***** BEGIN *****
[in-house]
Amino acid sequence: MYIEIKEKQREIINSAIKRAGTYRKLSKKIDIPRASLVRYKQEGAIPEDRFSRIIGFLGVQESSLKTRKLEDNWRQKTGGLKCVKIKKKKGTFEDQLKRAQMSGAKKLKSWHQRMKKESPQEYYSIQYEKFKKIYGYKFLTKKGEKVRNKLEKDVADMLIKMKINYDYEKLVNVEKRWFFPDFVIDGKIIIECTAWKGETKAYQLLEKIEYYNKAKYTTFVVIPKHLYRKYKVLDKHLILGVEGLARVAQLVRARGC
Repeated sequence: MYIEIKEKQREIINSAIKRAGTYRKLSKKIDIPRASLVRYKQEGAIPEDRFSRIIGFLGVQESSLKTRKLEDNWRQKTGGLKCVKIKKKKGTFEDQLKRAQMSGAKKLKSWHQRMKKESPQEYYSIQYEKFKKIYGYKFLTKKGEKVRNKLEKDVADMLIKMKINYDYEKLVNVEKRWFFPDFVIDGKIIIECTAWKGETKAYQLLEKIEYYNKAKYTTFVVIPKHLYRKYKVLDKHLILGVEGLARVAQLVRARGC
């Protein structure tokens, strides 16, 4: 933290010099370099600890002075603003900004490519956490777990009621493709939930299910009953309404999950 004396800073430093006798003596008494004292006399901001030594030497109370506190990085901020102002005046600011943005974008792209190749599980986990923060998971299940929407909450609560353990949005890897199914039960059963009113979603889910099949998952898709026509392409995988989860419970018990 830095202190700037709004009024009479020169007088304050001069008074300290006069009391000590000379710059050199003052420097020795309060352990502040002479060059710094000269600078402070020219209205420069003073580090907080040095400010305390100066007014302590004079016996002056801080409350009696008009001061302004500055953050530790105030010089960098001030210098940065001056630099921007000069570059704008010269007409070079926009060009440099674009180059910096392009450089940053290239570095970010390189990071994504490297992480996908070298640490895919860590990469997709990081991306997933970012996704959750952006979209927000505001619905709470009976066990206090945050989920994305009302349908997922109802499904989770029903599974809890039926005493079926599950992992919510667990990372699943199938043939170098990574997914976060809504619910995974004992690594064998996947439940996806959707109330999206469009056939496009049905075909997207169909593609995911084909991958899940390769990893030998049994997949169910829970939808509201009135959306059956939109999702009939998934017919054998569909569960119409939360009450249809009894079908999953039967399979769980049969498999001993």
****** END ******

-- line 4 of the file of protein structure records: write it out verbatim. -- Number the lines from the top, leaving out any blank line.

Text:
């Protein structure tokens, strides 16, 4: 933290010099370099600890002075603003900004490519956490777990009621493709939930299910009953309404999950 004396800073430093006798003596008494004292006399901001030594030497109370506190990085901020102002005046600011943005974008792209190749599980986990923060998971299940929407909450609560353990949005890897199914039960059963009113979603889910099949998952898709026509392409995988989860419970018990 830095202190700037709004009024009479020169007088304050001069008074300290006069009391000590000379710059050199003052420097020795309060352990502040002479060059710094000269600078402070020219209205420069003073580090907080040095400010305390100066007014302590004079016996002056801080409350009696008009001061302004500055953050530790105030010089960098001030210098940065001056630099921007000069570059704008010269007409070079926009060009440099674009180059910096392009450089940053290239570095970010390189990071994504490297992480996908070298640490895919860590990469997709990081991306997933970012996704959750952006979209927000505001619905709470009976066990206090945050989920994305009302349908997922109802499904989770029903599974809890039926005493079926599950992992919510667990990372699943199938043939170098990574997914976060809504619910995974004992690594064998996947439940996806959707109330999206469009056939496009049905075909997207169909593609995911084909991958899940390769990893030998049994997949169910829970939808509201009135959306059956939109999702009939998934017919054998569909569960119409939360009450249809009894079908999953039967399979769980049969498999001993």